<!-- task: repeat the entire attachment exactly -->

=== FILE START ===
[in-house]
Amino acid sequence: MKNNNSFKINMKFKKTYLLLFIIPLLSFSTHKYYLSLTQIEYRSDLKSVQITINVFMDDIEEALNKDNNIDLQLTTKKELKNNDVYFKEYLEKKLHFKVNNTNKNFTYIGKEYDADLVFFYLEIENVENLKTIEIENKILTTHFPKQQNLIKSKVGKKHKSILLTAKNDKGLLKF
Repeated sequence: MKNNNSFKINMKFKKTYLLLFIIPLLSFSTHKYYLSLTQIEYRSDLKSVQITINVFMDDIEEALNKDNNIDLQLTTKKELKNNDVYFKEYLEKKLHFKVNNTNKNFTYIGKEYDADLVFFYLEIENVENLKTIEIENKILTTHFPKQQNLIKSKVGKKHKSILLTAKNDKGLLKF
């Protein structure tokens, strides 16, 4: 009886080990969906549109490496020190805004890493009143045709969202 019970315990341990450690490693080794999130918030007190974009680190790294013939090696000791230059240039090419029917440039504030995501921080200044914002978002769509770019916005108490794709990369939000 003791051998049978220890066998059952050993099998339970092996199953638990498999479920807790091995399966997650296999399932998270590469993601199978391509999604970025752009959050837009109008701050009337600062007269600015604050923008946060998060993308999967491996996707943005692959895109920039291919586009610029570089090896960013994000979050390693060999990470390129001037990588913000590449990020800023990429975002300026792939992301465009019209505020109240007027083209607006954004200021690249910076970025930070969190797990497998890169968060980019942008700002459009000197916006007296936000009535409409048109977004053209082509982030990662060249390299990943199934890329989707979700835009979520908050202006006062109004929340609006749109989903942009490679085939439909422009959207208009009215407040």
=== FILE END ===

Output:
[in-house]
Amino acid sequence: MKNNNSFKINMKFKKTYLLLFIIPLLSFSTHKYYLSLTQIEYRSDLKSVQITINVFMDDIEEALNKDNNIDLQLTTKKELKNNDVYFKEYLEKKLHFKVNNTNKNFTYIGKEYDADLVFFYLEIENVENLKTIEIENKILTTHFPKQQNLIKSKVGKKHKSILLTAKNDKGLLKF
Repeated sequence: MKNNNSFKINMKFKKTYLLLFIIPLLSFSTHKYYLSLTQIEYRSDLKSVQITINVFMDDIEEALNKDNNIDLQLTTKKELKNNDVYFKEYLEKKLHFKVNNTNKNFTYIGKEYDADLVFFYLEIENVENLKTIEIENKILTTHFPKQQNLIKSKVGKKHKSILLTAKNDKGLLKF
């Protein structure tokens, strides 16, 4: 009886080990969906549109490496020190805004890493009143045709969202 019970315990341990450690490693080794999130918030007190974009680190790294013939090696000791230059240039090419029917440039504030995501921080200044914002978002769509770019916005108490794709990369939000 003791051998049978220890066998059952050993099998339970092996199953638990498999479920807790091995399966997650296999399932998270590469993601199978391509999604970025752009959050837009109008701050009337600062007269600015604050923008946060998060993308999967491996996707943005692959895109920039291919586009610029570089090896960013994000979050390693060999990470390129001037990588913000590449990020800023990429975002300026792939992301465009019209505020109240007027083209607006954004200021690249910076970025930070969190797990497998890169968060980019942008700002459009000197916006007296936000009535409409048109977004053209082509982030990662060249390299990943199934890329989707979700835009979520908050202006006062109004929340609006749109989903942009490679085939439909422009959207208009009215407040």